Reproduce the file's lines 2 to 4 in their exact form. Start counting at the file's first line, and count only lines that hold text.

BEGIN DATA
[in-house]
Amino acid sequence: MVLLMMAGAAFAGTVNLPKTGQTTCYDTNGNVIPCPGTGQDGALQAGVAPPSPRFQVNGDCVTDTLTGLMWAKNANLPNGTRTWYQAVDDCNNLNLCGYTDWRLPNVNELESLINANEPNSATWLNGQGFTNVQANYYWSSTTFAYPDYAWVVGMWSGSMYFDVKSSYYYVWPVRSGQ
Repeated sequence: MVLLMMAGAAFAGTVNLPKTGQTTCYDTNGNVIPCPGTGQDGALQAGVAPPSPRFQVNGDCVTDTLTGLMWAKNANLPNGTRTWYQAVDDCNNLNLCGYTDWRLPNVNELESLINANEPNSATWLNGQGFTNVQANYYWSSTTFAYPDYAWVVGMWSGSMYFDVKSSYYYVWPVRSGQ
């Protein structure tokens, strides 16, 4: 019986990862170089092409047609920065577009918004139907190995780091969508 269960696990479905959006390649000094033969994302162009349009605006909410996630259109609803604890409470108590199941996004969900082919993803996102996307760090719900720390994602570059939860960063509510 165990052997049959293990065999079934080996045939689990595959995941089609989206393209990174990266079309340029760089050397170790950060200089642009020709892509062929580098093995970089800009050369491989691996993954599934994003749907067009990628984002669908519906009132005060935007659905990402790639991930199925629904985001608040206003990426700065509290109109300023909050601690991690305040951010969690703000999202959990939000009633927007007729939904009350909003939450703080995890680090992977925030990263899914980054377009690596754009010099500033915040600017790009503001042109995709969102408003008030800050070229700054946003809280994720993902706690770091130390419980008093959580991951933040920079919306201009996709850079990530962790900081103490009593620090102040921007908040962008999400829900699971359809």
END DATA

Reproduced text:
Amino acid sequence: MVLLMMAGAAFAGTVNLPKTGQTTCYDTNGNVIPCPGTGQDGALQAGVAPPSPRFQVNGDCVTDTLTGLMWAKNANLPNGTRTWYQAVDDCNNLNLCGYTDWRLPNVNELESLINANEPNSATWLNGQGFTNVQANYYWSSTTFAYPDYAWVVGMWSGSMYFDVKSSYYYVWPVRSGQ
Repeated sequence: MVLLMMAGAAFAGTVNLPKTGQTTCYDTNGNVIPCPGTGQDGALQAGVAPPSPRFQVNGDCVTDTLTGLMWAKNANLPNGTRTWYQAVDDCNNLNLCGYTDWRLPNVNELESLINANEPNSATWLNGQGFTNVQANYYWSSTTFAYPDYAWVVGMWSGSMYFDVKSSYYYVWPVRSGQ
């Protein structure tokens, strides 16, 4: 019986990862170089092409047609920065577009918004139907190995780091969508 269960696990479905959006390649000094033969994302162009349009605006909410996630259109609803604890409470108590199941996004969900082919993803996102996307760090719900720390994602570059939860960063509510 165990052997049959293990065999079934080996045939689990595959995941089609989206393209990174990266079309340029760089050397170790950060200089642009020709892509062929580098093995970089800009050369491989691996993954599934994003749907067009990628984002669908519906009132005060935007659905990402790639991930199925629904985001608040206003990426700065509290109109300023909050601690991690305040951010969690703000999202959990939000009633927007007729939904009350909003939450703080995890680090992977925030990263899914980054377009690596754009010099500033915040600017790009503001042109995709969102408003008030800050070229700054946003809280994720993902706690770091130390419980008093959580991951933040920079919306201009996709850079990530962790900081103490009593620090102040921007908040962008999400829900699971359809």